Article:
University of Connecticut student charged with hate crime for painting swastika near Jewish center
A student at the University of Connecticut on Thursday was arrested and charged with a hate crime after he allegedly spray-painted a swastika near the UConn Hillel building during the Jewish holiday of Passover.
Kristopher Pieper, 21, was charged with third-degree intimidation based on bias and third-degree criminal mischief, according to UConn police.
The arrest allegedly stems from an incident reported on March 27, when a swastika was found graffitied on the side of the chemistry building directly facing the Jewish campus community center. The antisemitic vandalism occurred on the first day of Passover.
According to an arrest warrant obtained by The Hartford Courant, Pieper was identified through campus security camera footage, wireless internet records and his use of his student access card to enter buildings the night of the incident.
Another swastika and a separate Nazi symbol were spray-painted in a similar paint just three days later. Police believe the incidents are related but Pieper has only been officially accused of the first instance.
Officers went to speak with Pieper earlier this week, and his roommate let them into the room. Investigators noticed a ring on Pieper’s middle finger bearing the same Iron Cross symbol used by the Nazi regime, according to the complaint.
He initially denied any involvement and told police he had been home in Enfield for the weekend. However, wireless records reportedly showed he had crossed campus and stood near the chemistry building — just 4 feet from where the swastika was painted — on the night of the incident.
Pieper ultimately confessed to drawing the swastika and said he was upset with “certain orthodox Jewish traditions,” according to the affidavit.
The student agreed to write an apology letter to the UConn Hillel group, but the 10-page letter included antisemitic tropes and theories, investigators said.
University spokeswoman Stephanie Reitz told the newspaper that Pieper is a junior studying anthropology and geographic information science. In addition to his arrest, he also faces disciplinary sanctions from the school, but administrators declined to comment, citing privacy laws.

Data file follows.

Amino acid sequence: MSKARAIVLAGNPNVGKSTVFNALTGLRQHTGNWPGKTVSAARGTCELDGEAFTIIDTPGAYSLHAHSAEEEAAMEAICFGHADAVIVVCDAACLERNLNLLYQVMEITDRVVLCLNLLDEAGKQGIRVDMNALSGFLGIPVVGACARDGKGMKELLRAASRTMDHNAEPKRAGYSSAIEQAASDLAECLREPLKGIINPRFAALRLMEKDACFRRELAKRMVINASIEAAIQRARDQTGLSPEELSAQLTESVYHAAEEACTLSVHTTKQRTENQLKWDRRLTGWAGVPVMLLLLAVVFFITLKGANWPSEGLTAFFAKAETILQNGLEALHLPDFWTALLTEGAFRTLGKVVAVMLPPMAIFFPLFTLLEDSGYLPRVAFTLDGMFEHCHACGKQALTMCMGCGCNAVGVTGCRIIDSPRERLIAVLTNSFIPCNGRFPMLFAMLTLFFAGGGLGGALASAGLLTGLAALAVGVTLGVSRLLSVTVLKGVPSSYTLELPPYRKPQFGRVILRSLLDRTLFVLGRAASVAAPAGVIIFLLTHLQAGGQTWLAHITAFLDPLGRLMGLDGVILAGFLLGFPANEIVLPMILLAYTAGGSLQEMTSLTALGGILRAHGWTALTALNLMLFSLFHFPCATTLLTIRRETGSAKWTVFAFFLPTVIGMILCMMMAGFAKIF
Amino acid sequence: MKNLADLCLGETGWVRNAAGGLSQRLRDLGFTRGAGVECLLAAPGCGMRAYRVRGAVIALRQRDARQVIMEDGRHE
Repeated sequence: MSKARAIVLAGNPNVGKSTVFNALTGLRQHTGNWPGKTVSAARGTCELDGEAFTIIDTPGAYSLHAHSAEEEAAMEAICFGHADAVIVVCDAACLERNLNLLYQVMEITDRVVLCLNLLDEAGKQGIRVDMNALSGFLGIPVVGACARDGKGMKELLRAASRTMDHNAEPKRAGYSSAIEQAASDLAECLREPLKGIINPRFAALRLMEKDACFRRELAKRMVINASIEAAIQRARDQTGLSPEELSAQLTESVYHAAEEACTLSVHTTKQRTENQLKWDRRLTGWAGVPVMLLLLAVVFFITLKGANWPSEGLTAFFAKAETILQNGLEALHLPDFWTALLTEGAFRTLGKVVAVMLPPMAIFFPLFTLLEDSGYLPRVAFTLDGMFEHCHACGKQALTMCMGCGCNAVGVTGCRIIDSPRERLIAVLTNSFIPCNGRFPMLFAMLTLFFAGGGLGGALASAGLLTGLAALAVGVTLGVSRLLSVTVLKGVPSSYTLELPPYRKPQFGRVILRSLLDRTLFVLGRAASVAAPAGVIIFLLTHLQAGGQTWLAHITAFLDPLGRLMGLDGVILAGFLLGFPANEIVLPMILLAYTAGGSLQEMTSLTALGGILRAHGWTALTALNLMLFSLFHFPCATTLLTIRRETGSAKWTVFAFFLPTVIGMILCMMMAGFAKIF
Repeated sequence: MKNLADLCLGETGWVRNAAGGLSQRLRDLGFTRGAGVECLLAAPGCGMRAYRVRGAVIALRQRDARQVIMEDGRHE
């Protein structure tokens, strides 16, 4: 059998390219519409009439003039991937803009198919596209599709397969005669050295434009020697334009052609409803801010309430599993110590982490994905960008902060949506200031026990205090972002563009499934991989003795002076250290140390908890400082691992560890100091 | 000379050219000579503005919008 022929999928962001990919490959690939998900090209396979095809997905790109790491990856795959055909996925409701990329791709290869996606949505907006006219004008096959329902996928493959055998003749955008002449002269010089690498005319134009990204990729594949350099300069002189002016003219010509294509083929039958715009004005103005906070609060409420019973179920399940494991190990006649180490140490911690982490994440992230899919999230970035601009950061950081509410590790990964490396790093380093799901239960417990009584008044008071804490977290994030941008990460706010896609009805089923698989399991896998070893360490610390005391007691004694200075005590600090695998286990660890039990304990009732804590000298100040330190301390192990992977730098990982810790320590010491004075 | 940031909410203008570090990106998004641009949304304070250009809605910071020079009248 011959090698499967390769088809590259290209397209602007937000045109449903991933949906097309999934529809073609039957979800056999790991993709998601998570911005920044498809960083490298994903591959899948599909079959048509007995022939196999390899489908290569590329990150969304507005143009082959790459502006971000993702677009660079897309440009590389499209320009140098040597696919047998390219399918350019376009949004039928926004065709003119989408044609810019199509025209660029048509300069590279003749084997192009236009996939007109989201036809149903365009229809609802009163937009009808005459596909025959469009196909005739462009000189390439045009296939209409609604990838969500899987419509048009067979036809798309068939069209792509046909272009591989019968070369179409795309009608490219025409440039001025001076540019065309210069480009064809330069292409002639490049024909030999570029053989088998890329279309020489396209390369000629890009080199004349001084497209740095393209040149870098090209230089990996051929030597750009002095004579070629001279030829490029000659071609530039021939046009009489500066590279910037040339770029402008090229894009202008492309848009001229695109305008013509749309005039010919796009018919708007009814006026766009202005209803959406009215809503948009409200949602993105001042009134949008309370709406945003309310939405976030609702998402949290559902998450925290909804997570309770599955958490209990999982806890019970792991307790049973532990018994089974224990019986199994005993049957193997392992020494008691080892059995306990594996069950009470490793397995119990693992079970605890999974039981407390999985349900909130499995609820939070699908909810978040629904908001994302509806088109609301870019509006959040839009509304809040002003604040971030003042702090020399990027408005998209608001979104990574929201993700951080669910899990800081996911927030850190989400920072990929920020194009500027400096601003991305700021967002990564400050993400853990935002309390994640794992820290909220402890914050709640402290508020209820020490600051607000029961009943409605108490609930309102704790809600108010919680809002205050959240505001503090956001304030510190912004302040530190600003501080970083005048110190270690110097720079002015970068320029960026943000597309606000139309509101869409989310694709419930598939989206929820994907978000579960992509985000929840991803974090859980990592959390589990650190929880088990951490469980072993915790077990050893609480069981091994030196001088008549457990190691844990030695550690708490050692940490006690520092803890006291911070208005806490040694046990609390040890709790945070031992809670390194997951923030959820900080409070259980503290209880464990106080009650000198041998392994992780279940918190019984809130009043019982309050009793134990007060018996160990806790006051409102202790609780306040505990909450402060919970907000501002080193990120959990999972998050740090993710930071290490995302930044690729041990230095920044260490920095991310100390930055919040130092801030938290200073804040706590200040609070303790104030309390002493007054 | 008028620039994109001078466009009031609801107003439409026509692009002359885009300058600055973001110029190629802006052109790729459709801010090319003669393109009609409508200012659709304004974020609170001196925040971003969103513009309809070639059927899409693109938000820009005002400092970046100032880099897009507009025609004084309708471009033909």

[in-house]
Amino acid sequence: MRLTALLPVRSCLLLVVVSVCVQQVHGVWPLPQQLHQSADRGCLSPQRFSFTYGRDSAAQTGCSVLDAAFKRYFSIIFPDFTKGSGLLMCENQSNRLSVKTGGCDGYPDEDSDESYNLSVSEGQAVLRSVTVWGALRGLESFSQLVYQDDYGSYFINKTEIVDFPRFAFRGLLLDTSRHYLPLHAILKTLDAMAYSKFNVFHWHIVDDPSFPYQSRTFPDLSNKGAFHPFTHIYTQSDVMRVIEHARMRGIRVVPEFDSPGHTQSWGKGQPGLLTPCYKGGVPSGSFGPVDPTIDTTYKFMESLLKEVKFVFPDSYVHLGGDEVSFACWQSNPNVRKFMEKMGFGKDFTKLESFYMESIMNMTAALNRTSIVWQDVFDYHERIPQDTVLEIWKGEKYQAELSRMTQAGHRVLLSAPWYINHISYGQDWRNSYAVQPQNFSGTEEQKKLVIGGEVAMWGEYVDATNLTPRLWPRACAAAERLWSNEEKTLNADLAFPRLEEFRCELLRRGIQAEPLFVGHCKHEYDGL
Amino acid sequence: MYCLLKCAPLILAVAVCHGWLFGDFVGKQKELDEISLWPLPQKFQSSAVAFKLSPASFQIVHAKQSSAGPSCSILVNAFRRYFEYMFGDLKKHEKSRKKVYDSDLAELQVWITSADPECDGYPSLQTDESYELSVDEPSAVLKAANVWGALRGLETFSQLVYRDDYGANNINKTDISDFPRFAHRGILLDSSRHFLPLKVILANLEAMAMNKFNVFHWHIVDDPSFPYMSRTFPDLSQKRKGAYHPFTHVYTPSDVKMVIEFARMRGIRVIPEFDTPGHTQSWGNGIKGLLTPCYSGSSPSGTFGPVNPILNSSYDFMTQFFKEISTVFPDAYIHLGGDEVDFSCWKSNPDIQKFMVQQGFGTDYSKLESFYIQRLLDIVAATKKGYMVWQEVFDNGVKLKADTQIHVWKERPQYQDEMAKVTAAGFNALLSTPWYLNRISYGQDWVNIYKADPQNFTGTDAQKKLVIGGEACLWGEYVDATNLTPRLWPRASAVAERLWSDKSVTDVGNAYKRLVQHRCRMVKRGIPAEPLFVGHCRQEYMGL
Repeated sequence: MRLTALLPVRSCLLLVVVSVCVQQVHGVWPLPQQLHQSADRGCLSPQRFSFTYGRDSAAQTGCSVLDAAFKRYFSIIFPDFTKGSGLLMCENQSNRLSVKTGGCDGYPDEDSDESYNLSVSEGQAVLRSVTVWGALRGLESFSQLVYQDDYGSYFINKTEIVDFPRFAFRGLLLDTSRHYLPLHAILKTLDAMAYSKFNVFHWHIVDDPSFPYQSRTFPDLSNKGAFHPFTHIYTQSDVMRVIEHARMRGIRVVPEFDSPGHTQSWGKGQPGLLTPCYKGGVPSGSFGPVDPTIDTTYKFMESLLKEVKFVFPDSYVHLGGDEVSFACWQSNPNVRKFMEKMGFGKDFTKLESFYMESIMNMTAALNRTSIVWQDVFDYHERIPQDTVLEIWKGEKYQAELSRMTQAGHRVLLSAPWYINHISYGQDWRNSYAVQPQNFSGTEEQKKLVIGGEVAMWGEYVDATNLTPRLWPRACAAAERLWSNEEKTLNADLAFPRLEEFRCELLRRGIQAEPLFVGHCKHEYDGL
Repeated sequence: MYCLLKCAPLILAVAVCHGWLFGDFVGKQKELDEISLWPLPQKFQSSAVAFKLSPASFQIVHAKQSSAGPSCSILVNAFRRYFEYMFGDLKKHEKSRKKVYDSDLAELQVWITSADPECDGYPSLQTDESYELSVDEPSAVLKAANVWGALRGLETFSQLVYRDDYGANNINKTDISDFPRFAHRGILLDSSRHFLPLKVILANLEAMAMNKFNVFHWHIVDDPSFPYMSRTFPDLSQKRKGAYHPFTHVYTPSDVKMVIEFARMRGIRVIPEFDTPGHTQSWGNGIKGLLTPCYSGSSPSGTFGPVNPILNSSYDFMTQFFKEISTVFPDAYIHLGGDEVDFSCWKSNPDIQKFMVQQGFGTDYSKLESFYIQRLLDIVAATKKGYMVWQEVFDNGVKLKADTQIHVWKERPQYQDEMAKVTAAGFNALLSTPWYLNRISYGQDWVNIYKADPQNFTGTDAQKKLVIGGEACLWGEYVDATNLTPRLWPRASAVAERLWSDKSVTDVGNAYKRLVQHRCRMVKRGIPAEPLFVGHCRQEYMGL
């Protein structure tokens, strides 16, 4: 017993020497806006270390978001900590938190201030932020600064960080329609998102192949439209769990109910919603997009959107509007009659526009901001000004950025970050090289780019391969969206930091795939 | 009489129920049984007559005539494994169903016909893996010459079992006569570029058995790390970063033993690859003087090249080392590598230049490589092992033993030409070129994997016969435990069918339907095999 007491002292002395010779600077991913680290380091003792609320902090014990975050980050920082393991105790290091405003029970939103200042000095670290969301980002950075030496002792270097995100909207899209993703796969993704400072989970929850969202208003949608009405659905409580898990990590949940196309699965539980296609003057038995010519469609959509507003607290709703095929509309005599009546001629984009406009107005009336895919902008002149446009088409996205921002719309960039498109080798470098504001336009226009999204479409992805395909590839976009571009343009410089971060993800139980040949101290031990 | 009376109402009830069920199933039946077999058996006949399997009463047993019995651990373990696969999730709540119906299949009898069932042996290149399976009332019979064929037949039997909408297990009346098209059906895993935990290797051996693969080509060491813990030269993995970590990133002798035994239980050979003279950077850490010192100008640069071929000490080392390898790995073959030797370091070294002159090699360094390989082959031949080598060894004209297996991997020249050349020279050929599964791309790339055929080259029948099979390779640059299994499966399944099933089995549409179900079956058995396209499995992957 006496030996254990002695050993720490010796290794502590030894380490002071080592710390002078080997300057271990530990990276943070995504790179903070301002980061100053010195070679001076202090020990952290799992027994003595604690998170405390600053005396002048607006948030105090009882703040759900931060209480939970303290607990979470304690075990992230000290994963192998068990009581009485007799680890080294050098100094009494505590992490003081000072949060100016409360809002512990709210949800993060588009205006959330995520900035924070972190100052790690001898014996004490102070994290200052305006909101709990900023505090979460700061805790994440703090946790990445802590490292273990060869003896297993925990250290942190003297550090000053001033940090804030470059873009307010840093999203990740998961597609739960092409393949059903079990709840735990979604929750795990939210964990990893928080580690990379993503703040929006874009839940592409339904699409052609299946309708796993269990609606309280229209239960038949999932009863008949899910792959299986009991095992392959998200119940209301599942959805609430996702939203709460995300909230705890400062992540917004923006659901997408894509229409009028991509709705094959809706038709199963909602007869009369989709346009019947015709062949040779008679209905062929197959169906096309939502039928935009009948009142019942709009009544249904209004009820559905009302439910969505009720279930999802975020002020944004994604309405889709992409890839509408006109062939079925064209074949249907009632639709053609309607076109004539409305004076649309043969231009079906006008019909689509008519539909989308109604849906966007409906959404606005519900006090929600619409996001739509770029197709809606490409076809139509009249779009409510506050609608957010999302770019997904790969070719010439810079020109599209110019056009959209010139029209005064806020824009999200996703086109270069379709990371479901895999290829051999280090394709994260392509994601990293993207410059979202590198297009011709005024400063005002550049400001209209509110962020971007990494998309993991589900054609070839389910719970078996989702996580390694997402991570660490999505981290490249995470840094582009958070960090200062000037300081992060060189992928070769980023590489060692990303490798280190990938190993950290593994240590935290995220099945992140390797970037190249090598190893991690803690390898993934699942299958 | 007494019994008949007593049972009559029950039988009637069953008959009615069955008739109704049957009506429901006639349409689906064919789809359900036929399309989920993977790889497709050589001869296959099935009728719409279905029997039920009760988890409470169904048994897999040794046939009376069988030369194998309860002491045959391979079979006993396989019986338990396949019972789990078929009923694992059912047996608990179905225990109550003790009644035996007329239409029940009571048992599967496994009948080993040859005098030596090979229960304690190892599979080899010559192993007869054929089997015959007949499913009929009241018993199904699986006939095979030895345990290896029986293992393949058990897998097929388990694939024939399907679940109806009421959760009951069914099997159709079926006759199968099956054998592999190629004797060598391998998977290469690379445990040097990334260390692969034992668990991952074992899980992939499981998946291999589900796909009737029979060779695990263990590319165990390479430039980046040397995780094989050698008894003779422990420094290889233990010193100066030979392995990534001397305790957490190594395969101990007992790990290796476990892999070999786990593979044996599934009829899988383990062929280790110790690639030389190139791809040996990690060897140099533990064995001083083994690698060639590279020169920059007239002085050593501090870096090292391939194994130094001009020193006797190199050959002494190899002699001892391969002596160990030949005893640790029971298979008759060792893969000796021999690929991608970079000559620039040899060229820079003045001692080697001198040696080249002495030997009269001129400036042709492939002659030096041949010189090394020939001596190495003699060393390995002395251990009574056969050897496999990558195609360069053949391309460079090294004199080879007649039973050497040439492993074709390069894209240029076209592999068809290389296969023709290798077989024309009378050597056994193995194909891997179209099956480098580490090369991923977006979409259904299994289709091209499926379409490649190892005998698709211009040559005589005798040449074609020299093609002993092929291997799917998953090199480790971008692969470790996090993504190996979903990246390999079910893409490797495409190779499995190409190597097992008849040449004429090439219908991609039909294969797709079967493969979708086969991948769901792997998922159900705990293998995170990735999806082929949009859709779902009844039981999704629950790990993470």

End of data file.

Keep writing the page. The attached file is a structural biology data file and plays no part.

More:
“We are grateful to UConn Police for their efforts, which, along with our clearly articulated values as an institution, help to demonstrate that hateful acts such as these will never be tolerated at UConn,” University President Thomas Katsouleas wrote in a statement. “Every member of our community — students, faculty, staff, alumni, and guests — deserves to feel safe and respected at UConn. Anyone who violates that principle goes against the values this university exists to uphold.”
At the time of the vandalism, UConn Hillel said it was the fifth antisemitic incident to have occurred on campus this school year.
That number has since reportedly climbed to seven, including a Jewish student being accosted with antisemitic comments while wearing a Kippah.
“We have seen time and time again that education is the solution to much of the hate present in our world and on our campus,” the group said at the time. “We hope that Jewish students and non-Jewish students alike feel emboldened to call out antisemitism when they witness it, educate on antisemitism, and support each other as we heal from these hurtful actions.”
Elsewhere across the nation, there has been a rise in hate incidents.
According to a report released by the Anti-Defamation League last year, antisemitic incidents in the U.S. in 2019 occurred at their highest rate in at least four decades. A record 2,100 incidents of assault, vandalism and more were reported across the country.
A Jewish fraternity house at California Polytechnic State University was also vandalized with swastikas and other antisemitic graffiti.
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